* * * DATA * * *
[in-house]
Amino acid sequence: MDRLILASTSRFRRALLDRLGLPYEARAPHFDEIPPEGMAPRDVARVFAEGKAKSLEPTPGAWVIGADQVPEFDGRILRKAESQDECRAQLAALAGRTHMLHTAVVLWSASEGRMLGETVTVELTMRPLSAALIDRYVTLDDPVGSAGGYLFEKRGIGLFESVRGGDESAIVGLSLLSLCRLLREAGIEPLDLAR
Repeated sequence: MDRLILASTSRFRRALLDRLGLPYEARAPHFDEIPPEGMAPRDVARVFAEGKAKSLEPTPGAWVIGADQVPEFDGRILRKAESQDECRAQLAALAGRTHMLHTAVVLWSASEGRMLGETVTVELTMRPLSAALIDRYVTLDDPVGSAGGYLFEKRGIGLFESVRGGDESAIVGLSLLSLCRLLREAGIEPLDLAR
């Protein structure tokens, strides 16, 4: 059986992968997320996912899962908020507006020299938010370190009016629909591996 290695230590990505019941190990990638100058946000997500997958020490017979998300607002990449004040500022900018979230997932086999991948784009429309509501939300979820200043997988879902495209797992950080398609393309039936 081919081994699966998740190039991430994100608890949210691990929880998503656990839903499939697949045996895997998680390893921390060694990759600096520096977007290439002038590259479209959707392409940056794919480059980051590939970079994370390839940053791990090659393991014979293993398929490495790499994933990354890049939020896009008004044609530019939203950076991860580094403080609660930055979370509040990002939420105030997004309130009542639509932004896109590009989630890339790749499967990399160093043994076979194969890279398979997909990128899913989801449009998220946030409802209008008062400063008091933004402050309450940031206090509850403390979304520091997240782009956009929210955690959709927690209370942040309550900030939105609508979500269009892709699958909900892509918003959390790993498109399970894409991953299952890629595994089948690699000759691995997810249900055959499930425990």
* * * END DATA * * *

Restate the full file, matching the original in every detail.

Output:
[in-house]
Amino acid sequence: MDRLILASTSRFRRALLDRLGLPYEARAPHFDEIPPEGMAPRDVARVFAEGKAKSLEPTPGAWVIGADQVPEFDGRILRKAESQDECRAQLAALAGRTHMLHTAVVLWSASEGRMLGETVTVELTMRPLSAALIDRYVTLDDPVGSAGGYLFEKRGIGLFESVRGGDESAIVGLSLLSLCRLLREAGIEPLDLAR
Repeated sequence: MDRLILASTSRFRRALLDRLGLPYEARAPHFDEIPPEGMAPRDVARVFAEGKAKSLEPTPGAWVIGADQVPEFDGRILRKAESQDECRAQLAALAGRTHMLHTAVVLWSASEGRMLGETVTVELTMRPLSAALIDRYVTLDDPVGSAGGYLFEKRGIGLFESVRGGDESAIVGLSLLSLCRLLREAGIEPLDLAR
């Protein structure tokens, strides 16, 4: 059986992968997320996912899962908020507006020299938010370190009016629909591996 290695230590990505019941190990990638100058946000997500997958020490017979998300607002990449004040500022900018979230997932086999991948784009429309509501939300979820200043997988879902495209797992950080398609393309039936 081919081994699966998740190039991430994100608890949210691990929880998503656990839903499939697949045996895997998680390893921390060694990759600096520096977007290439002038590259479209959707392409940056794919480059980051590939970079994370390839940053791990090659393991014979293993398929490495790499994933990354890049939020896009008004044609530019939203950076991860580094403080609660930055979370509040990002939420105030997004309130009542639509932004896109590009989630890339790749499967990399160093043994076979194969890279398979997909990128899913989801449009998220946030409802209008008062400063008091933004402050309450940031206090509850403390979304520091997240782009956009929210955690959709927690209370942040309550900030939105609508979500269009892709699958909900892509918003959390790993498109399970894409991953299952890629595994089948690699000759691995997810249900055959499930425990």